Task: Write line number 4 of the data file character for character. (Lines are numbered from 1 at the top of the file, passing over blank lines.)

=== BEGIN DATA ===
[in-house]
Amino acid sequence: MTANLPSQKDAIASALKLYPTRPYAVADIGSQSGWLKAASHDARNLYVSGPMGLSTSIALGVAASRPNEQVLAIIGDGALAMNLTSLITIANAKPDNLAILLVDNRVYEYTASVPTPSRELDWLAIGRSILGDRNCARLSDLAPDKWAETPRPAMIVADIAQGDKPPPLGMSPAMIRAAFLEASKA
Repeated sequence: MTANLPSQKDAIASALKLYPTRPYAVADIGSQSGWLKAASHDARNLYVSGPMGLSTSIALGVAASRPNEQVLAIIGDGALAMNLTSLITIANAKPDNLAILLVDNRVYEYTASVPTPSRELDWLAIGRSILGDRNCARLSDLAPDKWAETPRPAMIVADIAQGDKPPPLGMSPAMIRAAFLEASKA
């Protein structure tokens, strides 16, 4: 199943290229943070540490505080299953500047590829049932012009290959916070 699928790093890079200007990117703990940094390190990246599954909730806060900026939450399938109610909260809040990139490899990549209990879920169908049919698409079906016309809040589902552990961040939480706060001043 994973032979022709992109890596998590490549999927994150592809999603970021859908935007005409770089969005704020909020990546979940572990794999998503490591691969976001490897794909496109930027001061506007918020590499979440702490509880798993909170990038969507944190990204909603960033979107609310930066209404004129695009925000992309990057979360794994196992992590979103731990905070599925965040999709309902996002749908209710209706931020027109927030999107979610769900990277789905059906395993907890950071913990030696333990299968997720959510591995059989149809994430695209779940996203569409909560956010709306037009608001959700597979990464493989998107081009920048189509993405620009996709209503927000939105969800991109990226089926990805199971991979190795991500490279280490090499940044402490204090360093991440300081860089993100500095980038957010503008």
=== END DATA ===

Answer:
């Protein structure tokens, strides 16, 4: 199943290229943070540490505080299953500047590829049932012009290959916070 699928790093890079200007990117703990940094390190990246599954909730806060900026939450399938109610909260809040990139490899990549209990879920169908049919698409079906016309809040589902552990961040939480706060001043 994973032979022709992109890596998590490549999927994150592809999603970021859908935007005409770089969005704020909020990546979940572990794999998503490591691969976001490897794909496109930027001061506007918020590499979440702490509880798993909170990038969507944190990204909603960033979107609310930066209404004129695009925000992309990057979360794994196992992590979103731990905070599925965040999709309902996002749908209710209706931020027109927030999107979610769900990277789905059906395993907890950071913990030696333990299968997720959510591995059989149809994430695209779940996203569409909560956010709306037009608001959700597979990464493989998107081009920048189509993405620009996709209503927000939105969800991109990226089926990805199971991979190795991500490279280490090499940044402490204090360093991440300081860089993100500095980038957010503008």